"When she came out of her room she peeped into the room and he charged the door but I would say pretty mildly." - OK, expected at this point. I like it was "mild" though.

"She growled and hissed and had the flat ears, and he slunk away" - Wow, she backed him down. Slinking away is telling her he doesn't mean harm. Actually pretty good.

"and came back to his food puzzle." - Awesome!!!

" Then she slowly went to her food puzzle" - Like really slow motion? Or just slower? Either way, she is telling him she is not a threat. Great.

"and they each snacked for a bit." - Perfect!!!

" When done, my partner distracted her with a toy and she went over to the living room to play." - Great!!

" Hawthorne paced around a little bit with a bit of door peeping but could be pretty easily distracted with snacks. After about 5 or 10 minutes, he came to sleep on the bed with me and I read/watched Netflix while he napped. He was totally relaxed." Awesome!!! I would have thought he would have been unsettled do to being in the room only. SO this is REALLY great!!! YOu definitely give him confidence, etc.

"My partner said Florie was willing to play but did periodically look at the door like she was a bit worried about him coming out." - Yes, normal. But she played AND there was no attack etc. SO a confidence builder.

" Then she went to sleep on the cat tree, which is in sight line of us in the room - about 15 feet away. So she could see Hawthorne and I on the bed; she watched us a bit, then napped on the tree. She didn't come back to the door." - :yess: :hyper::clap2: AWESOME!!!

"This whole thing was about an hour." - Wow, terrific!!

" Then my partner coaxed her back to her bedroom with a paste treat" - Perfect.

" - she was a little hesitant moving past the French door" - Expected. But again, she was afraid but nothing bad happened. So the more that happens the more trust is built.

"but did it; it helped that Hawthorne was distracted with a few more treats." - Great. Fantastic. And here is the thing, he knew she was out there but chose treats over bullying her, etc. THAT is a great sign and a sign that he is more defensive about her (lacking trust) rather than wanting to eliminate her.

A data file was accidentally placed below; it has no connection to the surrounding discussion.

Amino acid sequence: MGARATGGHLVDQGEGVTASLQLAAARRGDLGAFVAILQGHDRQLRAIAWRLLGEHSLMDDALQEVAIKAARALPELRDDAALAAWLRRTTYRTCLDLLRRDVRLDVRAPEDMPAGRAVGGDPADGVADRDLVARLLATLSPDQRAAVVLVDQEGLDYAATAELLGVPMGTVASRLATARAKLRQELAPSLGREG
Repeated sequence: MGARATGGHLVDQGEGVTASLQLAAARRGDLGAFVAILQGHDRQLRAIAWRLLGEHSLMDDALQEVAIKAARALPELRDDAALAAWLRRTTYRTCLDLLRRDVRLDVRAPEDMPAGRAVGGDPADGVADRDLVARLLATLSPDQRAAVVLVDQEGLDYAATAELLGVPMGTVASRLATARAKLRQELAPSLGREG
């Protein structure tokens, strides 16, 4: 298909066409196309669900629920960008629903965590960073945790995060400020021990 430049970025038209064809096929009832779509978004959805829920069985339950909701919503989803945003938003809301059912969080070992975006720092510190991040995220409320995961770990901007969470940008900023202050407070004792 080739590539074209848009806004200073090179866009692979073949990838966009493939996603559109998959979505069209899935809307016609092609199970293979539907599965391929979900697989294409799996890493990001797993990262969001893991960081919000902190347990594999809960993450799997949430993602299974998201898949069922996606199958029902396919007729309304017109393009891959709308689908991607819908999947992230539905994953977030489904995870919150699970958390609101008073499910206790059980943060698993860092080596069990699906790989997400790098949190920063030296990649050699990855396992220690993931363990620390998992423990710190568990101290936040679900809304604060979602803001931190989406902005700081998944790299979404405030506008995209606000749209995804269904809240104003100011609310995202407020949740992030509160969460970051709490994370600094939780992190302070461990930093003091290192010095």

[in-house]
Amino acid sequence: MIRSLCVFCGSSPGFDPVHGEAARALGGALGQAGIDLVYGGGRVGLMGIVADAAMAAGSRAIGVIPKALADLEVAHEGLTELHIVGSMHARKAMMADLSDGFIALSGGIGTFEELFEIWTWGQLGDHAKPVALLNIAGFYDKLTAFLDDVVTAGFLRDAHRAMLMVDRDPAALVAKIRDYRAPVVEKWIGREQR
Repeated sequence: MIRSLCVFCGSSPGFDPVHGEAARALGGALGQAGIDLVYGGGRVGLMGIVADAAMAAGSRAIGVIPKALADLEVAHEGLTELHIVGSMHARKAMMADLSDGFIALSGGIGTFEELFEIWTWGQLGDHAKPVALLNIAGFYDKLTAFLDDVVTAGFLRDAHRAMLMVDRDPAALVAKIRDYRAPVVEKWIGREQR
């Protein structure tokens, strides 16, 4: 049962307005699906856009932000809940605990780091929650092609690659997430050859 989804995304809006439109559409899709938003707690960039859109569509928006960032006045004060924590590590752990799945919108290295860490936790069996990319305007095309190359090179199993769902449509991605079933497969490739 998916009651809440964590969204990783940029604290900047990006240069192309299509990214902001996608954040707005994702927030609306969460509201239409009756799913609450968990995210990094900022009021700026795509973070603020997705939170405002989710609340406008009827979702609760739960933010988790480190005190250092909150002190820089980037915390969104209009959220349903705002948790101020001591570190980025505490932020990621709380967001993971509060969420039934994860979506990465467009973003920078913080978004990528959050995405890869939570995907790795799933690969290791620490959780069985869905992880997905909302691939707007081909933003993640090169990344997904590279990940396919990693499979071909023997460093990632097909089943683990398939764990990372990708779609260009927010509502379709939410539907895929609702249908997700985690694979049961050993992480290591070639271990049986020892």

"Then Hawthorne came out and had his paste, once she was tucked back into her room. He seemed fine." - Great. This was in the french door room?

" The only weird thing for him was about 30 minutes later, when I was getting ready for bed, he didn't want to leave the French door room. He would sit in the doorway and look at the living room, and then run and hide under the bed. He did that about three times. I imagine he thought she might still have been out there?" - Awwwwwwww. Yes, I think he thought she might be out there and attack him. Ok, this supports his actions are more defensive rather than offensive which is VERY good. (Easier to get over).

"He has been spending a little more time sleeping under the sofa too, instead of up on his chair. I don't know if that's a bit of stress? Maybe he just likes it. :)" - Yes, you never know if it is just likes or if it is a bit of fear she might come from out of nowhere. Probably a little of both. BUT I am not worried BECAUSE she is not going to attack him because she is not there. And that is the key, it can only be positive.

"This morning all seemed back to fine." - Great

" She has still been a little hesitant to greet me right at the door - she hangs back a bit." - Understandably.

" I think she's worried about being surprised by Hawthorne." - Yes, agreed.

" He's been good at breakfast though. He eats and leaves." - AWESOME!!!

"So I think last night was a success" - TOTALLY!!! This is actually amazing.

" - they are still reactive when they see each other BUT I'm hoping it's a good sign that they were willing to leave and each go do something else? Even when they can't see each other they are aware that the other is around, right?" - ABSOLUTELY.

I think this went fantastically well. AND I am understanding the defensive nature (before I thought Hawthorne might have been a bit offensive). SO the more we have them together and nothing bad happens it builds trust. I am amazed she held her ground. I LVOE they bth signaled to the other (by moving slowly) that they don't mean harm. That they rebounded quickly. Focused on their food rather than the other cat. That they could relax. She played. I think it went amazingly well. Now I know why the memory was fuzzy, nothing shocking happened. :)

"My stepkids are here this weekend, so we'll probably pause a little bit and pick things up again tomorrow night or Monday." - Ok, IF you can do some sessions to keep the momentum that would be great BUT if it is a bit chaotic, stressful, etc then pausing is a good idea.

But overall, this tells me they are going to be fine. We need to get them to trust each other not worrying about the other attacking. I actually like that Florie stood up for herself and he backed down (rather than escalated). I don't see Florie attacking him so when he stops that will help Florie and the ball will start rolling. And I am convinced Hawthorne does not want to eliminate her but rather is defending himself. So when he stops charging she will trust more and I expect she wont charge and we get that détente.

Oh if we can continue on this path that would be great!!! :)

Keep up the great work!!!!
The kids have gone home and we're doing a French room door visit right now. We did a few treats/meals visual access things while they were here and those were fine (short, but fine). We're trying the same set-up as before - I'm in the French door room with Hawthorne; Florence is out with my partner.